OBJECTIVES: Hypothesized causes of vestibular neuritis/labyrinthitis include neuroinflammatory or vascular disorders, yet vascular disorders of the inner ear are poorly understood. Guided by known microvascular diseases of the retina, we developed 2 hypotheses: (1) there exist vascular vulnerabilities of artery channels in cases of hypothetical nerve swelling for the superior, inferior, and vestibulocochlear artery and (2) there are arteriovenous crossings that could compromise vascular flow in disease states.
METHODS: Two fully mounted and stained temporal bones were used to render three-dimensional reconstructions of the labyrinth blood supply. Using these maps, areas of potential vascular compression were quantified in 50 human temporal bones.
RESULTS: Although inner ear arteries and veins mostly travel within their own bony channels, they may be exposed (1) at the entrance into the otic capsule, and (2) where the superior vestibular vein crosses the inferior vestibular artery. At the entry into the otic capsule, the ratio of the soft tissue to total space for the superior vestibular artery was significantly greater than the inferior vestibular artery/cochleovestibular artery (median 44, interquartile range 34-55 vs. 14 [9-17], p < 0.0001).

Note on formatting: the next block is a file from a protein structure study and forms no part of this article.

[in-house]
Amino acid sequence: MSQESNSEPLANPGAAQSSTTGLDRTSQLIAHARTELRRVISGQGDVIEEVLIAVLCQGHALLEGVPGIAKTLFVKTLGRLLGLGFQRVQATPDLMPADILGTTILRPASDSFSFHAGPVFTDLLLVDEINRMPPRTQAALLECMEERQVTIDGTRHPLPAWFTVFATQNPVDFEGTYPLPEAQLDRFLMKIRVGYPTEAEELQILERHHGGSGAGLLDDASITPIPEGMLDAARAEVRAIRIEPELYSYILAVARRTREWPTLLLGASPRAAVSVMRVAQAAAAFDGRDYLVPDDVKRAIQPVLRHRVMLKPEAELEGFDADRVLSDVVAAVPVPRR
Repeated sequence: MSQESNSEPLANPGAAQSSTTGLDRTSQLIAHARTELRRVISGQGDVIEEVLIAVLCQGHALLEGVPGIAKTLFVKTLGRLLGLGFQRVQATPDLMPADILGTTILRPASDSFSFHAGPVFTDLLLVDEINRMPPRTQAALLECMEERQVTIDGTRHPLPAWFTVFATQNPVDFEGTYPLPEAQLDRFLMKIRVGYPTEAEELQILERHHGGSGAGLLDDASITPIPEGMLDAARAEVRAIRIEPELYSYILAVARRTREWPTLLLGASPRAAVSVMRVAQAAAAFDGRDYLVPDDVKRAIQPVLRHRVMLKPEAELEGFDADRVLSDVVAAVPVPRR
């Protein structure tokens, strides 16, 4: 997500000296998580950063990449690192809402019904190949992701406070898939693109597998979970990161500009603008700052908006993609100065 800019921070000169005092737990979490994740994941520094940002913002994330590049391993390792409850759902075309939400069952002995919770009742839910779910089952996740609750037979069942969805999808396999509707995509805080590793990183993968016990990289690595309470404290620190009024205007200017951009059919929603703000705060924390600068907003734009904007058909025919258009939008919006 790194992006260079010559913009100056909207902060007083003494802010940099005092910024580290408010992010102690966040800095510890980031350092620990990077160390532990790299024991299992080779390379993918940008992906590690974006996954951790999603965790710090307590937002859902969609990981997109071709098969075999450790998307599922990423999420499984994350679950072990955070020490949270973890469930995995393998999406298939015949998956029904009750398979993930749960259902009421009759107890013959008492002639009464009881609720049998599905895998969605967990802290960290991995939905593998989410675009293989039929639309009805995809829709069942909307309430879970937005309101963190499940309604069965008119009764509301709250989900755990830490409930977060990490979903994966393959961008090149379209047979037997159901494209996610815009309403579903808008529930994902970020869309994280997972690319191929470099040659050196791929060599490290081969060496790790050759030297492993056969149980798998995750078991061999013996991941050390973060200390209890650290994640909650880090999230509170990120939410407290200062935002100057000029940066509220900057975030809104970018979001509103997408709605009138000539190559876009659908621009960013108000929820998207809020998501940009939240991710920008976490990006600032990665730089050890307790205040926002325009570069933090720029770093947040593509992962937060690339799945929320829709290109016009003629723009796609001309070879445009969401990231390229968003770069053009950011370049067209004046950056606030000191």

CONCLUSIONS: Three-dimensional reconstruction of human temporal bone histopathology can guide vascular studies of the human inner ear. Studies of retinal microvascular disease helped identify areas of vascular vulnerability in cases of hypothetical nerve swelling at the entrance into the otic capsule and at an arteriovenous crossing near the saccular macula. These data may help explain patterns of clinical findings in peripheral vestibular lesions.
- Labyrinth Diseases
- Temporal Bone/pathology
- Vestibule, Labyrinth/pathology